Mayor Boris Johnson has overruled the capital’s fire authority and insisted that a consultation on a new London safety plan, including the closure of 12 fire stations, goes ahead.
Proposals to close the stations and axe 18 engines form part of the London Fire Brigade’s efforts to meet £45m of budget cuts imposed by Central Government and City Hall.
Stations earmarked for closure include Westminster, Southwark and Knightsbridge.
The closures have been criticised as “reckless and wrong” by the London Fire Brigade Union and have also been criticised by local councils including Westminster.
Fire Commissioner Ron Dobson has insisted the plans will not lead to a lower level of fire cover and has repeatedly sought to highlight that the number of fires in the capital is at a 10 year low.
Other measures contained in the plan include recovering a greater share of the Brigade’s costs when it assists brigades in neighbouring counties, charging persistent false alarm offenders and increasing efforts to encourage building owners to put in place in-house lift rescue arrangements.
Earlier this month, Labour, Green and Liberal Democrat members of the London Fire Emergency and Planning Authority (LFEPA) approved a consultation on all aspects of the plan other than the proposed closures.
Following the vote the Mayor indicated he would issue a Mayoral Directive overruling the decision.
Called on by Assembly Members to provide more funding for the fire service and avoid the closures, the Mayor had previously said LFEPA’s budget was a matter for the Authority’s board.
Signing the Directive, the Mayor said: “It’s right that tough decisions have to be made in times of economic uncertainty. History shows the difficulties organisations face when they don’t meet their financial responsibilities.
“With 100 fire stations and over 150 fire engines, I am completely resolute that any agreed proposals will still be able to deal with large scale or multiple emergencies.”
Addressing criticism of the cuts, Mr Johnson added: “There have been some outrageous claims that the Fire Commissioner and I would put lives of Londoners at risk, so I have directed the plans to go for consultation as planned because the option presented by the Authority is unfit for purpose and unsustainable in budget terms.”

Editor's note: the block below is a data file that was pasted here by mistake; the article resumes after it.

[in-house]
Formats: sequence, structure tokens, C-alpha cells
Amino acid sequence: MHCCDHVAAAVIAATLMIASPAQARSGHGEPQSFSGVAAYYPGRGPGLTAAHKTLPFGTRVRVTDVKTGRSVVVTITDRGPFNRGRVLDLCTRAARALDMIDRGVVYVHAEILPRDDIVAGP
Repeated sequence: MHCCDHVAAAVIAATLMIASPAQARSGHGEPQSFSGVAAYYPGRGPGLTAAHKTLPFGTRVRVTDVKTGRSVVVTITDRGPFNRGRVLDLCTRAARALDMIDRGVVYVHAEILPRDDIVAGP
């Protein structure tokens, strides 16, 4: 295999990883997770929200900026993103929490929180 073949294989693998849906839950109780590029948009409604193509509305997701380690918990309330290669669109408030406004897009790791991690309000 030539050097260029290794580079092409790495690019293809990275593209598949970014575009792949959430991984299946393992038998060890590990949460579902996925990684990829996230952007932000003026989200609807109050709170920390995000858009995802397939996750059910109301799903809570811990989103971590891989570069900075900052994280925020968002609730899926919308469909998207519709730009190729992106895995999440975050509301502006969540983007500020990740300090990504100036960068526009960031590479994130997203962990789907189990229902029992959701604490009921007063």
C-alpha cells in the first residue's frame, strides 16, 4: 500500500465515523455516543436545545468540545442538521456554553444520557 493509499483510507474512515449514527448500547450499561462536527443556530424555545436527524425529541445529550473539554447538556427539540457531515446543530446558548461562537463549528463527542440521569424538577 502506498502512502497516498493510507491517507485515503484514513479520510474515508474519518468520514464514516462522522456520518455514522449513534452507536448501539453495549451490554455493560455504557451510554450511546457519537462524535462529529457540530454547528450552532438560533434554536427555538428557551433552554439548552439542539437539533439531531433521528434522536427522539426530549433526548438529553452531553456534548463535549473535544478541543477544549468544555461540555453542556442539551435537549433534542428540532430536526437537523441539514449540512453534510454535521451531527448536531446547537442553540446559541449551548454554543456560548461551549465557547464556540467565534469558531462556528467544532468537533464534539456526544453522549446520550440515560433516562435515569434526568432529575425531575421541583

Navin Shah, Labour’s Fire Spokesperson on the London Assembly and an LFEPA member, accused the Mayor of “trying to hide behind his fire officers” in defending the proposals.
Mr Shah has called on the Mayor “to think again and look at reallocating resources from the wider Greater London Authority budget.”
Liberal Democrat Assembly Member Stephen Knight called the Mayor’s decision to overrule LFEPA “a sad day for democracy and an even sadder day for the safety of Londoners.”
He added: “The Mayor has immense financial freedom and could easily decide to provide the modest extra funding needed to ensure that no fire stations would have to close. Instead, he is putting a seven pence a week cut in the council tax before the safety of Londoners.”
Green Party AM Darren Johnson said: “All public services are being hit hard by cuts in Government spending but the Mayor is making a bad situation worse by insisting on council tax cuts as well. While people may get 7p off their council tax bill each week, this will leave a massive hole in the Fire Brigade’s long-term finances. If we were to increase Council Tax by a few pence each year rather than decrease it, however, the Fire Station closures would be completely unnecessary.
“That is why I am calling on the Mayor to increase council tax by 2%. These station closures and staff cuts are unnecessary and the majority of the fire authority regard them as potentially dangerous, which is why I deeply regret that the previous government decided in 2007 to give the mayor this new power to override fire authority decisions.”
The FBU’s regional secretary for London, Paul Embery, said: “These cuts are reckless and wrong, and it is an outrage that the mayor is going against the democratic decision of his own fire authority and the wishes of most Londoners. The mayor makes the absurd claim that these cuts would somehow improve public safety. But the London Fire Brigade’s own figures reveal that the cuts would result in increased response times for nearly five million Londoners, with only a fifth of the capital’s population seeing an improvement.”
Green party AM Darren Johnson said: “The Mayor won’t raise council tax below inflation to save our fire stations, even though that would only cost households around £10 a year. But he is happy to whack up fares above inflation to pay for non-essential projects like the New Bus for London, costing an average household an extra £60 a year.
”He is putting a council tax gimmick before public safety.”